With Friday marking the official last day of summer, here's some music that you should listen to before we get full into the swing of fall music releases. Check out a playlist, full of all the music mentioned at the bottom of the post!
September is Childhood Cancer Awareness month, making it the perfect time to shine some light onto a country song that speaks about just that.
Emily Hackett beats Kelsea Ballerini at her own game of creating fun, confident pop country songs. Hackett's "Nostalgia" rivals some pop hits in catchiness, while holding onto the lyrical tradition of country music. The video is a fun, somewhat symbolic end to summer.
Shelby Darrall's debut single, "Swim" was released earlier this month, but she's quickly following it up with an EP full of original material. The EP, titled Don't, drops on iTunes tomorrow, but today, you can stream the title track exclusively on Queens of Country.
Liz Anne Hill burst onto the music scene in June with her rock-tinged single, "The Fish Ain't Biting." She took the time to answer some questions about this quirky, but utterly relatable track.
Sarah Darling's record Dream Country was released last December, but here's a chance to get a new look into the making and inspiration behind the record. From Darling herself, we go song by song through Dream Country.
There's new music out every Friday — look at Spotify's "New Music Friday" playlist for a whole list of songs released yesterday. But if you listen to just one new song today, it should be this one.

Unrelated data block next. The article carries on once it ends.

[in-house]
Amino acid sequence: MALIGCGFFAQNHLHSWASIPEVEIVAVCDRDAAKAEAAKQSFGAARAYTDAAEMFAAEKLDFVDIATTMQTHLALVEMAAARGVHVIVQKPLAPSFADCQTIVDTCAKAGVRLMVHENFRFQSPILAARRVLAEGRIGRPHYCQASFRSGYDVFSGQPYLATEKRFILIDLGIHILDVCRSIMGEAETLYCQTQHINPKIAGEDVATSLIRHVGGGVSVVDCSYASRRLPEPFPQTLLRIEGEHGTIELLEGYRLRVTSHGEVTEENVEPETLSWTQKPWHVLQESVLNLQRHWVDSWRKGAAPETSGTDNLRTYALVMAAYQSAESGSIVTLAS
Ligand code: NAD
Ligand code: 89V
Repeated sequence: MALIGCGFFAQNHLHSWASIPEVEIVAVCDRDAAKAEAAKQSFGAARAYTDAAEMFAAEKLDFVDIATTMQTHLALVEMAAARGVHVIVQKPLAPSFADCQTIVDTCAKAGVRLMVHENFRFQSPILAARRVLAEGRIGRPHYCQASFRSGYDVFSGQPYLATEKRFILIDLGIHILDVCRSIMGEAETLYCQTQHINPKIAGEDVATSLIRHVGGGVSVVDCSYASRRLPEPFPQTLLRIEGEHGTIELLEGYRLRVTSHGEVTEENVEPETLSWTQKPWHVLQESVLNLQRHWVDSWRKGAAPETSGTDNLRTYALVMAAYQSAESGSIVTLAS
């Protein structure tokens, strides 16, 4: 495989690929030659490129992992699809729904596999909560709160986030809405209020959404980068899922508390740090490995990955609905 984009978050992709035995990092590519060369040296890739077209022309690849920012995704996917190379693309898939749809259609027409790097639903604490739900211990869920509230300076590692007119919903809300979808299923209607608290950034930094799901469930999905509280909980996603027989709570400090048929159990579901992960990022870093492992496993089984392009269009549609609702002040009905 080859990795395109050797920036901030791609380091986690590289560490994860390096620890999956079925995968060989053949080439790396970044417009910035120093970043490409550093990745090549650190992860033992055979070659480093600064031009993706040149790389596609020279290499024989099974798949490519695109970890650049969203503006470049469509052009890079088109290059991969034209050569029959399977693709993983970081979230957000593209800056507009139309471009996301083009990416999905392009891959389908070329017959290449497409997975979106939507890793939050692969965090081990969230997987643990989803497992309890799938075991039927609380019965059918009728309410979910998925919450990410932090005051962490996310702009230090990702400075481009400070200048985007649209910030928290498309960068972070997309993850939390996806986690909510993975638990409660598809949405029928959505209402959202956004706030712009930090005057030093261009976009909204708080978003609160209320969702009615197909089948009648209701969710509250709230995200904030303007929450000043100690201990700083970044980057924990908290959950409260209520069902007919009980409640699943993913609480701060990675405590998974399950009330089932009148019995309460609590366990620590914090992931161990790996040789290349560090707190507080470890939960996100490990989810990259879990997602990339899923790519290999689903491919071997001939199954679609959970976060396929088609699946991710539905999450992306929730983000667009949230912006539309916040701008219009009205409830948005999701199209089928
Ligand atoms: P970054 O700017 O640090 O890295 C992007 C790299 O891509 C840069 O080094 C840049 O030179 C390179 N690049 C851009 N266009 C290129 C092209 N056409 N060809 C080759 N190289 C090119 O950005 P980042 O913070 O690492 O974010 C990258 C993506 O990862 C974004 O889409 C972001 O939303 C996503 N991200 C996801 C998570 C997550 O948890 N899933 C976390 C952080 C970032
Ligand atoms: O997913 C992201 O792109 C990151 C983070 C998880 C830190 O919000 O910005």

If Kelsea Ballerini succeeds in country music with a pop album, where does traditional country belong?
Unapologetically is such a perfect name for Ballerini's second record. She released The First Time, dealt with all the 'not-country' criticism, and made it to the other side of that battlefield with three number one singles. So safe to say, she should feel unapologetic about her sound and her music, because it's working. She's found success.
The opening shot of Camille Rae's music video for her song "I Need Me" is an almost uncomfortably close shot of her face. The camera slowly zooms out as her eyelids open, her eyes showing a glimpse of the immense grief of lost love explored in the video. "My videographer, Jacob Long, was the brilliant mind behind this shot," Rae said. "It was so vulnerable! I did feel completely exposed and raw. It also wasn't the most flattering shot, but that didn't matter to me."
Welcome to your guide to the best music of the last month released by women in country music. Here's the July installment!